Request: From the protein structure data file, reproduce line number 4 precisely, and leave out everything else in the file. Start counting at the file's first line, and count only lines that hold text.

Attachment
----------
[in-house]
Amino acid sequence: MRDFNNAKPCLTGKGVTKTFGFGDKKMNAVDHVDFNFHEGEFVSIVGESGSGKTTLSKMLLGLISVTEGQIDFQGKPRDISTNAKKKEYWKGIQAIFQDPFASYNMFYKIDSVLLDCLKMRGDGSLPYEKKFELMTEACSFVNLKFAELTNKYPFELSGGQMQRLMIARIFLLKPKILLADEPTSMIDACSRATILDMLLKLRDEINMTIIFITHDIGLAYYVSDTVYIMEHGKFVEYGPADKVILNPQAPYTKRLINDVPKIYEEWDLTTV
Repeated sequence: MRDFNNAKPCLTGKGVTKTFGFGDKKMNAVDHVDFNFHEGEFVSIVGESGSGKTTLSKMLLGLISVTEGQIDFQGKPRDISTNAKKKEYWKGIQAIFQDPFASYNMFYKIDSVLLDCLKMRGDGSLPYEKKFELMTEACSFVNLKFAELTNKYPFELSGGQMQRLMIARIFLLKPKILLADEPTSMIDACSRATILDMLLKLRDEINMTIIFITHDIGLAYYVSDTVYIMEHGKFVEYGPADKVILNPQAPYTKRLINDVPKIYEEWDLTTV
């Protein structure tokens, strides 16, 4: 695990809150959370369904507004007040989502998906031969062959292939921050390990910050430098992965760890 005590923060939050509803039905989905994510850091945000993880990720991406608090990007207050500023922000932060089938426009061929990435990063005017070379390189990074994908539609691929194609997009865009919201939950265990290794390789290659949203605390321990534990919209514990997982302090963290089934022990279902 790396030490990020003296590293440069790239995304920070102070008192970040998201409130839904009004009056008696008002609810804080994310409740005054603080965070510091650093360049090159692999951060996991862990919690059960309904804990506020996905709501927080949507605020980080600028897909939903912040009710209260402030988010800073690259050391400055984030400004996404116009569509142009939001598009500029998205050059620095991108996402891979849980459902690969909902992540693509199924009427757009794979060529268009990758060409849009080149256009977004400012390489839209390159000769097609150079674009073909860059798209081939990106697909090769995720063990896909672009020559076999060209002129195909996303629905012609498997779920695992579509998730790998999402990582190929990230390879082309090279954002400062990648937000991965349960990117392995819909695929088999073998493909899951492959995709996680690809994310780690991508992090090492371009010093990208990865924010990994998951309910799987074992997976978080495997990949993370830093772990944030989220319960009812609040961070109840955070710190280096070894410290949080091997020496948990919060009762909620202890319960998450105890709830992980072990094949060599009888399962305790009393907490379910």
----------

């Protein structure tokens, strides 16, 4: 695990809150959370369904507004007040989502998906031969062959292939921050390990910050430098992965760890 005590923060939050509803039905989905994510850091945000993880990720991406608090990007207050500023922000932060089938426009061929990435990063005017070379390189990074994908539609691929194609997009865009919201939950265990290794390789290659949203605390321990534990919209514990997982302090963290089934022990279902 790396030490990020003296590293440069790239995304920070102070008192970040998201409130839904009004009056008696008002609810804080994310409740005054603080965070510091650093360049090159692999951060996991862990919690059960309904804990506020996905709501927080949507605020980080600028897909939903912040009710209260402030988010800073690259050391400055984030400004996404116009569509142009939001598009500029998205050059620095991108996402891979849980459902690969909902992540693509199924009427757009794979060529268009990758060409849009080149256009977004400012390489839209390159000769097609150079674009073909860059798209081939990106697909090769995720063990896909672009020559076999060209002129195909996303629905012609498997779920695992579509998730790998999402990582190929990230390879082309090279954002400062990648937000991965349960990117392995819909695929088999073998493909899951492959995709996680690809994310780690991508992090090492371009010093990208990865924010990994998951309910799987074992997976978080495997990949993370830093772990944030989220319960009812609040961070109840955070710190280096070894410290949080091997020496948990919060009762909620202890319960998450105890709830992980072990094949060599009888399962305790009393907490379910």